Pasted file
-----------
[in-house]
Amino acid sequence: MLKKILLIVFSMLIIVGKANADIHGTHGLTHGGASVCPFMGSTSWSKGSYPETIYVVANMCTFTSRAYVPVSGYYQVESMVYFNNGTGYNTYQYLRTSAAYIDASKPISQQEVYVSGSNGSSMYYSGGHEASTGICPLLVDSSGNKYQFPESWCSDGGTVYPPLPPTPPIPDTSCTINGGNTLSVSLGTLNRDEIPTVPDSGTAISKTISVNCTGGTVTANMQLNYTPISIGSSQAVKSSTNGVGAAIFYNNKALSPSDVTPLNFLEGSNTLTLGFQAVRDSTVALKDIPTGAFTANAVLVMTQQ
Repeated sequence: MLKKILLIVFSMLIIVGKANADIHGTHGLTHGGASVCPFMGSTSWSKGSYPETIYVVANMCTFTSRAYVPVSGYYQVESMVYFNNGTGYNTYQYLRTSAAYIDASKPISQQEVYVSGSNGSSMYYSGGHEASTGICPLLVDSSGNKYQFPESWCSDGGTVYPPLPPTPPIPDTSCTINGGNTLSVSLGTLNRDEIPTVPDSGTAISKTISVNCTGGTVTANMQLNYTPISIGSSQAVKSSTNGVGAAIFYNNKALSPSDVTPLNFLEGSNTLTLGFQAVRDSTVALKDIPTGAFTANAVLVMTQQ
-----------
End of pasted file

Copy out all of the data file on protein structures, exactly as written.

[in-house]
Amino acid sequence: MLKKILLIVFSMLIIVGKANADIHGTHGLTHGGASVCPFMGSTSWSKGSYPETIYVVANMCTFTSRAYVPVSGYYQVESMVYFNNGTGYNTYQYLRTSAAYIDASKPISQQEVYVSGSNGSSMYYSGGHEASTGICPLLVDSSGNKYQFPESWCSDGGTVYPPLPPTPPIPDTSCTINGGNTLSVSLGTLNRDEIPTVPDSGTAISKTISVNCTGGTVTANMQLNYTPISIGSSQAVKSSTNGVGAAIFYNNKALSPSDVTPLNFLEGSNTLTLGFQAVRDSTVALKDIPTGAFTANAVLVMTQQ
Repeated sequence: MLKKILLIVFSMLIIVGKANADIHGTHGLTHGGASVCPFMGSTSWSKGSYPETIYVVANMCTFTSRAYVPVSGYYQVESMVYFNNGTGYNTYQYLRTSAAYIDASKPISQQEVYVSGSNGSSMYYSGGHEASTGICPLLVDSSGNKYQFPESWCSDGGTVYPPLPPTPPIPDTSCTINGGNTLSVSLGTLNRDEIPTVPDSGTAISKTISVNCTGGTVTANMQLNYTPISIGSSQAVKSSTNGVGAAIFYNNKALSPSDVTPLNFLEGSNTLTLGFQAVRDSTVALKDIPTGAFTANAVLVMTQQ